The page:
The top of the barrel also functions as a cook top when done this way. Make sure the wood doesn't reach all the way to the barrel top or it will stall the rocket.

There are good threads on this site and at pdf rocket stove build directions
Using the pdf, you can build a smaller char builder such as using a cheep 12 quart and up stock pot with steel lid not glass. This is easier and doesn't need as much rocket stove knowledge or outlay of money.


 
Angelika Maier
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Location: cool climate, Blue Mountains, Australia
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A rocket stove seems to be a bit complicated. I will not use split wood, need that for heating. I will have to use the leftover bits. The climate here is unpredictable, mountains climate.
How much can I produce in 55 gal drum? HOw much do I need per m2 anyway?
I do no want to use an open fire pit because I will have the fire service here very soon.
 
Bryant RedHawk
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I use small branches for most all my biochar, I spread it at a rate of 4 cups per sq.ft. then dig it in. That's the only time we till soil, to get the biochar down where it does the most good.
I have a test plot of 2' by10' that I just spread it on the surface then used a broadfork, that test area was a bust.
The gardens where it was dug in, are very healthy one year after the introduction, and we won't have to ever do it again, which is one of the up sides.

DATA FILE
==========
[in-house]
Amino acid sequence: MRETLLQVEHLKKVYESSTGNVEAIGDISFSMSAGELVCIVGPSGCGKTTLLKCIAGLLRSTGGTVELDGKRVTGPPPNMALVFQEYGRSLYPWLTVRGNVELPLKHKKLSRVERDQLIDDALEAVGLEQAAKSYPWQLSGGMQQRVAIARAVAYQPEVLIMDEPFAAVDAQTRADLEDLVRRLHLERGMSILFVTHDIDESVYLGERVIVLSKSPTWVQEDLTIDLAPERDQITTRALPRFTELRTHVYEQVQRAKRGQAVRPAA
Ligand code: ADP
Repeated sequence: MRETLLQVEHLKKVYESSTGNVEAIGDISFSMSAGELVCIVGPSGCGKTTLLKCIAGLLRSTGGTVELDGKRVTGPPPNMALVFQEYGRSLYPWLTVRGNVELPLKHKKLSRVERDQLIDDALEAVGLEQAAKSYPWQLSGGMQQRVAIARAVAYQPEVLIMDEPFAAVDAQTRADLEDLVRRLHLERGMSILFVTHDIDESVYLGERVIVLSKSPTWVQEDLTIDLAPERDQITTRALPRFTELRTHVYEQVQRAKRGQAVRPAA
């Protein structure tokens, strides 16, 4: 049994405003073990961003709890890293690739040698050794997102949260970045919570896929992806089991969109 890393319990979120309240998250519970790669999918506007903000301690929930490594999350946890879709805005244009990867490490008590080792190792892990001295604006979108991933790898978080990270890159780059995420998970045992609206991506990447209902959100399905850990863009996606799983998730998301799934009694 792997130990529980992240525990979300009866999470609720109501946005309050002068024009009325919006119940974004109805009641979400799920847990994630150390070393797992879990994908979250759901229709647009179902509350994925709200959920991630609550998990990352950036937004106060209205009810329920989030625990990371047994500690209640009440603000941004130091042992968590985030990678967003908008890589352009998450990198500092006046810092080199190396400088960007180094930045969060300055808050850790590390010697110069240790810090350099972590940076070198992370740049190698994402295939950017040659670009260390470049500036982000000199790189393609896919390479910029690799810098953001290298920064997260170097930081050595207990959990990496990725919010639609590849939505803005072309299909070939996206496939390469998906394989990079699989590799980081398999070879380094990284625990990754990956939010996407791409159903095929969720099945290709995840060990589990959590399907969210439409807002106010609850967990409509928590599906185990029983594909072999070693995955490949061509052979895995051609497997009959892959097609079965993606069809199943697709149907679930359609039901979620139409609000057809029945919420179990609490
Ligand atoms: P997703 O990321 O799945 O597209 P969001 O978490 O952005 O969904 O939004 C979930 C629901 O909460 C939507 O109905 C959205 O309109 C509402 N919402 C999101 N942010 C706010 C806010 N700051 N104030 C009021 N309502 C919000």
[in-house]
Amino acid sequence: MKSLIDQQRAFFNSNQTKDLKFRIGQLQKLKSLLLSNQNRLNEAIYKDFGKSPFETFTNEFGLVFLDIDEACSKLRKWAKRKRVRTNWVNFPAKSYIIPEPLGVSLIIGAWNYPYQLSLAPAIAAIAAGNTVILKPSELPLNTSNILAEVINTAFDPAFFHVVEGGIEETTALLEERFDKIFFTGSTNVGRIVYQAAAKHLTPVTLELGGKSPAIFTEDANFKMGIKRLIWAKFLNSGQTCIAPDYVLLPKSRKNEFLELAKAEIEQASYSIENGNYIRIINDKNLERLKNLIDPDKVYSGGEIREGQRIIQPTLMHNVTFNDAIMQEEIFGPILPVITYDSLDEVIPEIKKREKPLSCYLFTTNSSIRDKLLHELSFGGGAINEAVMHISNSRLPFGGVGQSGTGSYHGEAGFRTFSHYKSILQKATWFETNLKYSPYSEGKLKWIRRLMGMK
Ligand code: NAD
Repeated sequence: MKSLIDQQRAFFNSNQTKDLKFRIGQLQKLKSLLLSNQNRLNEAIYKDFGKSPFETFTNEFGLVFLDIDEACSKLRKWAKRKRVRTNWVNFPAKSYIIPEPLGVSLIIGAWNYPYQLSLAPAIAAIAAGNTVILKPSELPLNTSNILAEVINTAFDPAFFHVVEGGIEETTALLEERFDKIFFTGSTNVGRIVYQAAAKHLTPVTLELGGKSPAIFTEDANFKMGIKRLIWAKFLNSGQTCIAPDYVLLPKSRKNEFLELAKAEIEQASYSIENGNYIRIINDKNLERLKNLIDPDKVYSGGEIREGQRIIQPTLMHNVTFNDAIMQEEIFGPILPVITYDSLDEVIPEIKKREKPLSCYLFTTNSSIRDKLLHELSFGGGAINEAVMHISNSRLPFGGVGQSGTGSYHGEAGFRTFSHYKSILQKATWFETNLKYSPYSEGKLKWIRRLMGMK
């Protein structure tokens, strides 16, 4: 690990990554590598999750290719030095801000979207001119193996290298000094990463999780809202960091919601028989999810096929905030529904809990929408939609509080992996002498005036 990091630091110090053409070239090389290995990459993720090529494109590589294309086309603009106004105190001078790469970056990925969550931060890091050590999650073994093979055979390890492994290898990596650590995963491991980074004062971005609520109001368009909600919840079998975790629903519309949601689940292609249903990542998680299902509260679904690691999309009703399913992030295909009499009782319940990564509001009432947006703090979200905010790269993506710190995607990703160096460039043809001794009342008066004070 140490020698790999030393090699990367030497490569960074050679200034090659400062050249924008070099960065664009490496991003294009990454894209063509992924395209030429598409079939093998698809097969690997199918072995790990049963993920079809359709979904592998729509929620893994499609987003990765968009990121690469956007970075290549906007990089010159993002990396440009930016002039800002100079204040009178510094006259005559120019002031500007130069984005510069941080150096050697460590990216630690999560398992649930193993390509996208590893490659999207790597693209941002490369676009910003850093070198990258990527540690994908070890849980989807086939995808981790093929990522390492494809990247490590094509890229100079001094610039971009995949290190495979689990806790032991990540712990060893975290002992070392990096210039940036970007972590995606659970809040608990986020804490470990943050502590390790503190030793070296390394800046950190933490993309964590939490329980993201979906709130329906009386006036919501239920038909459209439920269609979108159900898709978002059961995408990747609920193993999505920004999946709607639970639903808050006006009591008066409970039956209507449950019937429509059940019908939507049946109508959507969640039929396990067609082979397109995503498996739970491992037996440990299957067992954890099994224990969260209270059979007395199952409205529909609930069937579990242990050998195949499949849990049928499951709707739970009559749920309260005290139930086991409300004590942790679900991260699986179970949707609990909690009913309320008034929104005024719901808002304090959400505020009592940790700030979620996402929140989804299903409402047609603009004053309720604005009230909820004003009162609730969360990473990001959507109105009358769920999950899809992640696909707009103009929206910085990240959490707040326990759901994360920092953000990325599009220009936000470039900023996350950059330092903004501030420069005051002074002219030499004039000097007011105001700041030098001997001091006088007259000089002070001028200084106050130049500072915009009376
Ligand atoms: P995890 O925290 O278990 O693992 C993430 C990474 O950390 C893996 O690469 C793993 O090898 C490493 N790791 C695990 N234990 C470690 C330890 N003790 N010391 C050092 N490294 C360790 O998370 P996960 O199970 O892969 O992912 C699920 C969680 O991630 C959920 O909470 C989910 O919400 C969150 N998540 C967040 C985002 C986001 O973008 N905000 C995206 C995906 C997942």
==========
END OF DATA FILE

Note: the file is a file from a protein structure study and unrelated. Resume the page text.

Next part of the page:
The microorganism counts are now up at least 10 fold from before the introduction and the mycoremediation is really going strong.
We did not have any water retention issues before the introduction of the biochar and still don't have any water issues.

a short term rocket can be built just using bricks with mud used as the mortar, they only take an hour to put together and that is far safer than an open pit fire since the flames are contained.
a 55 gal drum will make enough biochar (in one loading) to properly do a 4x8 bed. I don't currently have biochar everywhere, just in the garden beds. I may never have it everywhere.
 
Ci Shepard
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Location: Vancouver Island, BC
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Can someone please link me to an easy metal drum biochar oven build instruction?
 
Bryant RedHawk
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list of biochar oven videos These should get you going.
 
Bryant RedHawk
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The simplest method is to take your sticks and twigs, cut to a length that will fit on aluminum foil, wrap tightly (two layers or three layers), poke two small holes (one at each end), then set this package in your charcoal grill and fire it up. The wood inside the aluminum foil package will char nicely. Depending on your grill's size, you could make a fair amount at one firing of the grill or you can make some biochar while you cook supper. It takes about one hour using this method. Note: This works best if you have a grill with a lid, that way you are giving it the oven effect.
 
I agree. Here's the link: http://richsoil.com/cards